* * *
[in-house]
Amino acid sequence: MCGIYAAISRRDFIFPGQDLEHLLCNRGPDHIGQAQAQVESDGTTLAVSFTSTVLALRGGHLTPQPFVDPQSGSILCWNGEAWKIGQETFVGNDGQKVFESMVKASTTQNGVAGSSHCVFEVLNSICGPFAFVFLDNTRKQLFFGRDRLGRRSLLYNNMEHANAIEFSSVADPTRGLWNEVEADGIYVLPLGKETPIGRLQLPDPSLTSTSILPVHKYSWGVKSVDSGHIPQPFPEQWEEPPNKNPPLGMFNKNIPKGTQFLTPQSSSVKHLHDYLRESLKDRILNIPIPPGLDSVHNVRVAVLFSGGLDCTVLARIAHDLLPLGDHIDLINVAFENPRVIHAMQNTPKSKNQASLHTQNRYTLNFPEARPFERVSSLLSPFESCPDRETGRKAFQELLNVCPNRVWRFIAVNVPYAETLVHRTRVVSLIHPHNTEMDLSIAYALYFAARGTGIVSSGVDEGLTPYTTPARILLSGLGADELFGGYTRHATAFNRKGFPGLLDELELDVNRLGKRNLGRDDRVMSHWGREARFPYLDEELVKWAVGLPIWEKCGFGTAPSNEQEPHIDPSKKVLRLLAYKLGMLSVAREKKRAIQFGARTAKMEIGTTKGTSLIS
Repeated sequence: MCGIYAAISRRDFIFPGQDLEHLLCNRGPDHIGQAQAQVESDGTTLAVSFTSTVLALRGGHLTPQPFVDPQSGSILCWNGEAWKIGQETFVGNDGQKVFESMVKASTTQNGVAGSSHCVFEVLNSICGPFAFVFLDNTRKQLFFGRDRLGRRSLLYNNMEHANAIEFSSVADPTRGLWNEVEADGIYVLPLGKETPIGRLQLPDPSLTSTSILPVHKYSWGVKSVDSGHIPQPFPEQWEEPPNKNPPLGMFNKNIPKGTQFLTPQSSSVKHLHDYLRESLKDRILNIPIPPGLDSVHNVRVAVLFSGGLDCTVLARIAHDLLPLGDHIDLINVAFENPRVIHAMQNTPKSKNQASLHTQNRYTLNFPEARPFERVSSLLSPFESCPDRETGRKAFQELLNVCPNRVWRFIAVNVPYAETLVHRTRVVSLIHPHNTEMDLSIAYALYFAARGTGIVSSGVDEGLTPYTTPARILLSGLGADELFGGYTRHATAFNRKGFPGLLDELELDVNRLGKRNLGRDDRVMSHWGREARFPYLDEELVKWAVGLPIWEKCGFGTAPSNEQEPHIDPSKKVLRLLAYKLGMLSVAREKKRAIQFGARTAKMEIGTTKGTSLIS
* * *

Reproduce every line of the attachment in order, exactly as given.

[in-house]
Amino acid sequence: MCGIYAAISRRDFIFPGQDLEHLLCNRGPDHIGQAQAQVESDGTTLAVSFTSTVLALRGGHLTPQPFVDPQSGSILCWNGEAWKIGQETFVGNDGQKVFESMVKASTTQNGVAGSSHCVFEVLNSICGPFAFVFLDNTRKQLFFGRDRLGRRSLLYNNMEHANAIEFSSVADPTRGLWNEVEADGIYVLPLGKETPIGRLQLPDPSLTSTSILPVHKYSWGVKSVDSGHIPQPFPEQWEEPPNKNPPLGMFNKNIPKGTQFLTPQSSSVKHLHDYLRESLKDRILNIPIPPGLDSVHNVRVAVLFSGGLDCTVLARIAHDLLPLGDHIDLINVAFENPRVIHAMQNTPKSKNQASLHTQNRYTLNFPEARPFERVSSLLSPFESCPDRETGRKAFQELLNVCPNRVWRFIAVNVPYAETLVHRTRVVSLIHPHNTEMDLSIAYALYFAARGTGIVSSGVDEGLTPYTTPARILLSGLGADELFGGYTRHATAFNRKGFPGLLDELELDVNRLGKRNLGRDDRVMSHWGREARFPYLDEELVKWAVGLPIWEKCGFGTAPSNEQEPHIDPSKKVLRLLAYKLGMLSVAREKKRAIQFGARTAKMEIGTTKGTSLIS
Repeated sequence: MCGIYAAISRRDFIFPGQDLEHLLCNRGPDHIGQAQAQVESDGTTLAVSFTSTVLALRGGHLTPQPFVDPQSGSILCWNGEAWKIGQETFVGNDGQKVFESMVKASTTQNGVAGSSHCVFEVLNSICGPFAFVFLDNTRKQLFFGRDRLGRRSLLYNNMEHANAIEFSSVADPTRGLWNEVEADGIYVLPLGKETPIGRLQLPDPSLTSTSILPVHKYSWGVKSVDSGHIPQPFPEQWEEPPNKNPPLGMFNKNIPKGTQFLTPQSSSVKHLHDYLRESLKDRILNIPIPPGLDSVHNVRVAVLFSGGLDCTVLARIAHDLLPLGDHIDLINVAFENPRVIHAMQNTPKSKNQASLHTQNRYTLNFPEARPFERVSSLLSPFESCPDRETGRKAFQELLNVCPNRVWRFIAVNVPYAETLVHRTRVVSLIHPHNTEMDLSIAYALYFAARGTGIVSSGVDEGLTPYTTPARILLSGLGADELFGGYTRHATAFNRKGFPGLLDELELDVNRLGKRNLGRDDRVMSHWGREARFPYLDEELVKWAVGLPIWEKCGFGTAPSNEQEPHIDPSKKVLRLLAYKLGMLSVAREKKRAIQFGARTAKMEIGTTKGTSLIS